Multicultural Competency

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Ahmed, S., Wilson, K., Henricksen, R., & Jones, J. (2011). What Does It Mean to Be a Culturally-Competent Counselor? Journal for Social Action in Counseling and Psychology, 3(1), 17-28. Retrieved from http://www.psysr.org/jsacp/ahmed-v3n1-11_17-28.pdf The article is based on the changing demographics and the needs for the need for the human services field to become more proficient as it relates to being multiculturally competent. The author presents several strategies to include awareness, knowledge and the skills domain which through development can increase competency levels. Information provided elicits the importance of social justice and advocacy within the realm of multicultural counseling. The author elaborates on the fact that there…show more content…
Through samples from students, information was consistent with the fact that there were significant discrepancies with competencies concerning multicultural and sexual orientation when compared to their community counterparts. The results brought to light concerns that the current state was not conducive to a pro-social environment for those within the LGBTQ community at the school. The information signified the importance and need for further cultural competencies. Moreover, the author advocated for furthering social justice advocacy as it related to challenges when…show more content…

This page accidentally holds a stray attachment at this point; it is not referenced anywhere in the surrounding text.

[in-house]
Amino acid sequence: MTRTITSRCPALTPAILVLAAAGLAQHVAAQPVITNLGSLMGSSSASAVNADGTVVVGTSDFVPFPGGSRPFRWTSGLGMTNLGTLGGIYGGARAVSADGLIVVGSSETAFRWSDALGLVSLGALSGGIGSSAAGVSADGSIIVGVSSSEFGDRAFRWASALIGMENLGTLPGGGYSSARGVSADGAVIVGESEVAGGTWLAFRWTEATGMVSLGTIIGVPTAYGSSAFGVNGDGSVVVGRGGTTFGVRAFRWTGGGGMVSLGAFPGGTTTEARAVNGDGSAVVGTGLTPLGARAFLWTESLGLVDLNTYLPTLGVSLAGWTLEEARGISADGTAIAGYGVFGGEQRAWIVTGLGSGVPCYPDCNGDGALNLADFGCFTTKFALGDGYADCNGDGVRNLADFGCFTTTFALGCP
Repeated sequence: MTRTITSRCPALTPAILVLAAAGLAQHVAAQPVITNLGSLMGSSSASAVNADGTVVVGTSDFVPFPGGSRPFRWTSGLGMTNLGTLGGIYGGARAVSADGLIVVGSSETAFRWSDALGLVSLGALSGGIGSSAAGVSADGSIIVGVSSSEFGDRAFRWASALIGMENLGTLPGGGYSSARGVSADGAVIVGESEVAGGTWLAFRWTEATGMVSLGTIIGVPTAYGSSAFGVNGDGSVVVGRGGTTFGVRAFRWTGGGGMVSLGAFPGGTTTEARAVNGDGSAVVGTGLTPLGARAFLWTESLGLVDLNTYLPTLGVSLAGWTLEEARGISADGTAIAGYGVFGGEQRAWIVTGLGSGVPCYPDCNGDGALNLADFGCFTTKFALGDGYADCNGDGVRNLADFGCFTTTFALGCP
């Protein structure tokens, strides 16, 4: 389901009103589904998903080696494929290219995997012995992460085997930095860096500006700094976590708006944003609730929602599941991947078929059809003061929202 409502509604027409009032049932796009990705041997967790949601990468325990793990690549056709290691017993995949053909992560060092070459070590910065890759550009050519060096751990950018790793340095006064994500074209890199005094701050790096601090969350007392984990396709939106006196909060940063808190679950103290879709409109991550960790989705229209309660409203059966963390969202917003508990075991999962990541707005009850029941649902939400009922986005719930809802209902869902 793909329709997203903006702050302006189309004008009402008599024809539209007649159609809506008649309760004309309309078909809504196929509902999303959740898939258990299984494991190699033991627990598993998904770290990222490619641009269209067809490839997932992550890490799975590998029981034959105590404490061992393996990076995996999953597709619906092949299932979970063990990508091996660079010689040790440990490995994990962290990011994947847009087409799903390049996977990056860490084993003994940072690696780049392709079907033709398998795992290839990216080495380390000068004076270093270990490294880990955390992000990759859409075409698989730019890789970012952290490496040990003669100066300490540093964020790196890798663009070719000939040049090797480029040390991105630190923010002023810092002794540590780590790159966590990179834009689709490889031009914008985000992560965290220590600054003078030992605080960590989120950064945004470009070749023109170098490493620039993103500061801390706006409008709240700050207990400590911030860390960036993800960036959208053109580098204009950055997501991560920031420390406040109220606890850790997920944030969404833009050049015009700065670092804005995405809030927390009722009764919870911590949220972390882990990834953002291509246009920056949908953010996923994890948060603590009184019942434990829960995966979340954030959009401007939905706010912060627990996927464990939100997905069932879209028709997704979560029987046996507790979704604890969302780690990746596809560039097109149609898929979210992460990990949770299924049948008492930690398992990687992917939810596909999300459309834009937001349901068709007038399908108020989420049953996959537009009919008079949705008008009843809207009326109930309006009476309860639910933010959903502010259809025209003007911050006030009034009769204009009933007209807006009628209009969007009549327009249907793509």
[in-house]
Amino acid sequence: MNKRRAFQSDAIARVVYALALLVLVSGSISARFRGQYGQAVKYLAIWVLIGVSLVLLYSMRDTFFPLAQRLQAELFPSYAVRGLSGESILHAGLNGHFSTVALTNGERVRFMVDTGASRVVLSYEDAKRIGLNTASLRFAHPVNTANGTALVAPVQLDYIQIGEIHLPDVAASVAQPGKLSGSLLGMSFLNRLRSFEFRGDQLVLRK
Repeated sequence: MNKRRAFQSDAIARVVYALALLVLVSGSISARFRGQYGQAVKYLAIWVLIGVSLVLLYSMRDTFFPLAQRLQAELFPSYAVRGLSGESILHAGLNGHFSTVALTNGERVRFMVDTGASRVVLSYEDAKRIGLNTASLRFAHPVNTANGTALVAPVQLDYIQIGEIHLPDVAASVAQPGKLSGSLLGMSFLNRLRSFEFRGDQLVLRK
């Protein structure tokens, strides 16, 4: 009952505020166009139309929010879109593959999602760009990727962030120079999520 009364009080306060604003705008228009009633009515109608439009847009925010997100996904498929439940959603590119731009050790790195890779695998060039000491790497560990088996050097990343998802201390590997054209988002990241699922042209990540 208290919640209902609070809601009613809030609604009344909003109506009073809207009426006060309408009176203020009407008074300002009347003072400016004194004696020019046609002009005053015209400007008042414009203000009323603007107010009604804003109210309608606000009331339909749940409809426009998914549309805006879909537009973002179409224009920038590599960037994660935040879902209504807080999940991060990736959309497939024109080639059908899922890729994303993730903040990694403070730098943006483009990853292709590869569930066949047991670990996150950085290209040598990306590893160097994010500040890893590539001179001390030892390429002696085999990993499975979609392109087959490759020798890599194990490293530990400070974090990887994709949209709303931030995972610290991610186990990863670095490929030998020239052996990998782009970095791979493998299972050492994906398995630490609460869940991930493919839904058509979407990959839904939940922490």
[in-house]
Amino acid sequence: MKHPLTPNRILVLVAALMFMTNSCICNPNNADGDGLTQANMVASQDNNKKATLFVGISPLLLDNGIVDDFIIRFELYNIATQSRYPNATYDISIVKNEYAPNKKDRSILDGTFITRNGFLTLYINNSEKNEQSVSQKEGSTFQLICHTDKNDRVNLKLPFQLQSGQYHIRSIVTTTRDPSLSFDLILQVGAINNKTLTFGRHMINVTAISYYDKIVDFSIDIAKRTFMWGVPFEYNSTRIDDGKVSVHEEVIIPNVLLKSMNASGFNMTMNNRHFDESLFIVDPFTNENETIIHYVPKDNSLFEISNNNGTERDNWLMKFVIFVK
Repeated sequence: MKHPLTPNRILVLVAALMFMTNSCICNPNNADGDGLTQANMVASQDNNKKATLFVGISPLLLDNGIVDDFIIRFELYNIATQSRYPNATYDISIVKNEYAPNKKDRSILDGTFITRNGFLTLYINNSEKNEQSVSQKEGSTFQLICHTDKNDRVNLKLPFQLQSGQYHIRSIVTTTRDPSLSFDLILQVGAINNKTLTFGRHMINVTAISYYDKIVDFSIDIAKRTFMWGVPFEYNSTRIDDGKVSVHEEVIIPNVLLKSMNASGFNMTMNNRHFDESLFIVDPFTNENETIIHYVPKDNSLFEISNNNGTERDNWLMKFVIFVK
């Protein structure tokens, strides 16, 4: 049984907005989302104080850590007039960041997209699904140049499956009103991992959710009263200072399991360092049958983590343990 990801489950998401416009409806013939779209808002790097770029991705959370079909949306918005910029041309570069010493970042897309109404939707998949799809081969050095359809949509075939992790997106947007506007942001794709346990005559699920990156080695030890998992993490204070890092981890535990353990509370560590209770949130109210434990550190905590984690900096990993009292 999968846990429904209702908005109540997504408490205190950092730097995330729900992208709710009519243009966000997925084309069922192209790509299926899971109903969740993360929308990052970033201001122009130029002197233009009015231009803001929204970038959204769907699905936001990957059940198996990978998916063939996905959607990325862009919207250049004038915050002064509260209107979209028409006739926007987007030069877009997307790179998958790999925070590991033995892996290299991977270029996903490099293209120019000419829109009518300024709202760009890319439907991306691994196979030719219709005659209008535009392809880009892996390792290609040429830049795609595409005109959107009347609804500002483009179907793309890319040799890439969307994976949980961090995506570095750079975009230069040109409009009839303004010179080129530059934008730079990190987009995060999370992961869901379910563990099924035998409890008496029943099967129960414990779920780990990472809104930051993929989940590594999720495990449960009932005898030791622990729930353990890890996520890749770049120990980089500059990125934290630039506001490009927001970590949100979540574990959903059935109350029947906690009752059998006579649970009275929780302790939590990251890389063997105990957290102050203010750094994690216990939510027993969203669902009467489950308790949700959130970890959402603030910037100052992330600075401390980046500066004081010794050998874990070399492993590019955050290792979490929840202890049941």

First had experiences are given by the mother who had firsthand knowledge of the intricacies when dealing with a child with disabilities. Within the context, she incorporates information with her professional training as a counselor to establish a greater understanding of the counselor and client’s perspective. Additionally, she offers different avenues and approaches for counselors to overcome some the issues there revolve around disability awareness and competency in counseling. Stloukal, M. E., & Wickman, S. A. (2011, April). School counseling programs as spiritual and religious safe zones. Counseling and Values, 55(2), 157. Spiritual and religious realms, or safe zones, are created through a model which the authors propose to create in schools. Within the model students in schools are provided areas, where free expression of self, beliefs, lifestyles, and diversity can have inclusion amongst peers without judgment or prejudice. The zones speak of cultural competence as many schools do not have counselors who are competent or are open to specific topics such as religion and spirituality. Swan, K. L., Schottelkorb, A. A., & Lancaster, S. (2015, October). Relationship conditions and multicultural competence for counselors of children and adolescents. Journal of Counseling and Development, 93(4), 481.

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